A commentary by a Victoria-born travel writer whose recent 48 Hours in Victoria story, including the museum, reached more than 1.5 million CAA Magazine readers.
If the destruction of the Royal B.C. Museum’s third floor proceeds as scheduled on Jan. 2, it will be one of the most baffling mistakes in B.C. tourism history.
Let’s be clear: Modernization and decolonization of the First Peoples galleries — including repatriating ancestral remains and Indigenous treasures province-wide — is important and overdue. Overhauling those galleries, in line with the museum’s June 29 apology for internal racism and discrimination, is understandable and commendable.
However, the RBCM board of directors has no convincing, pragmatic reason to dismantle the Becoming B.C. galleries, including the beloved Old Town. They admittedly do not know what will replace these core galleries, how long it will take or how much it will cost. They have released no plans, only vague, non-binding hints of “community engagement and public consultation.”
Is it truly necessary to “turn the museum inside out,” as Tourism Minister Melanie Mark put it in the abrupt Nov. 3 renovations announcement? Could the best permanent exhibitions not be updated with more post-colonial narratives and become more inclusive of Indigenous, Black, Asian and other communities?
Either way, a taxpayer-funded public institution that receives close to $12 million every year from the provincial government should have a plan in place before ripping out its most popular galleries. But there is no plan. No budget. No time frame.
Those who think the existing human history galleries should be thoughtfully and respectfully modernized and those who believe they should be gutted and replaced with new displays must surely agree that having a plan prior to renovations would make the process infinitely easier and more transparent. It would also save a lot of time and money. This is especially vital during a global pandemic and a fragile economic recovery.
For every year that passes with a derelict third floor, the museum’s exhibition designers will face increasing pressure to deliver something superlative. Planning prior to any renovations would empower them to conceptualize freely and creatively. Commitment to equity-centred design takes time and should play out in advance.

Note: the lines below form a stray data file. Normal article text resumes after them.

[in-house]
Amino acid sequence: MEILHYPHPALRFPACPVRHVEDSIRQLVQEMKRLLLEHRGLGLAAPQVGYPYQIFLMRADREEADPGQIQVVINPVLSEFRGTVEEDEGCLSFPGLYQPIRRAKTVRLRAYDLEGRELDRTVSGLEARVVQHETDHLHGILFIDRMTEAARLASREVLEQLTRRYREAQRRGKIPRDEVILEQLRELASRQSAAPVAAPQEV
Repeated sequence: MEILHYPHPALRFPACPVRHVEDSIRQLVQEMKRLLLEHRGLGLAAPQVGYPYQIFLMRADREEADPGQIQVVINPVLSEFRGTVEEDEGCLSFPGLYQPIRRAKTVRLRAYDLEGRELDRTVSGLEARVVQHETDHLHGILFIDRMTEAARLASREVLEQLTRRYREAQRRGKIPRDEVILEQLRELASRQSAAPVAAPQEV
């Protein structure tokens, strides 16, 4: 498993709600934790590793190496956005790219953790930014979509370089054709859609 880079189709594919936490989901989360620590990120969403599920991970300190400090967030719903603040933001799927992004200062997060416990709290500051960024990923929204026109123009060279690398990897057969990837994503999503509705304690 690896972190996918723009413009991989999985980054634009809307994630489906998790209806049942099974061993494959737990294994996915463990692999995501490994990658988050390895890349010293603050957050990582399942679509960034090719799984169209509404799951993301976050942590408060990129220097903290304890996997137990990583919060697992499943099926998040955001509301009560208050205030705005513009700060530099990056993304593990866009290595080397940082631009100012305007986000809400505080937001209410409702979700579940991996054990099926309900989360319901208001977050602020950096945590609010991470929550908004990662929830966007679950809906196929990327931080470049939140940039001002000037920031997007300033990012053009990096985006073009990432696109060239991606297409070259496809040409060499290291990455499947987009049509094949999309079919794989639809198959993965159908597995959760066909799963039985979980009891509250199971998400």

Victoria’s wait for new museum galleries will likely be extremely long. Look at the decades-long municipal debates about building a sewage treatment plant or redeveloping the Central Library. In RBCM’s case, the differing priorities of provincial, Indigenous and other stakeholders will undoubtedly intensify and prolong the arguments about new galleries.
Turning the entire third floor into a dead zone indefinitely is a colossal waste. The RBCM board has not shown how doing so will further reconciliation. Instead, this sweeping gesture undercuts RBCM’s educational and tourism mandates for everyone from local schoolchildren to international visitors.
For a model of responsibly renovating a provincial capital’s harbourside museum, take Halifax’s Pier 21. Home to the Canadian Museum of Immigration, it announced a $30-million renovation in October 2014. The museum reopened on schedule in May 2015. The transparency of the process enabled the public to get excited about the coming changes, and the Canadian Press hailed “a museum double its original size that is colourful, interactive and enlightening.”
In contrast, if the iconic Old Town is destroyed, Victoria loses yet another key Inner Harbour-area tourist attraction, like the Classic Car Museum, Crystal Garden, Pacific Undersea Gardens and Royal London Wax Museum. (Not to mention the Maritime Museum’s search for a permanent home.)
If RBCM’s third-floor shutdown is as much for seismic upgrades and asbestos removal as diversity and inclusion, say so. If it’s a prelude to demolishing the entire downtown museum complex and starting over, say so. But don’t just create a black hole.
I urge the museum in the strongest terms to put its renovations on hold until there is a real plan.
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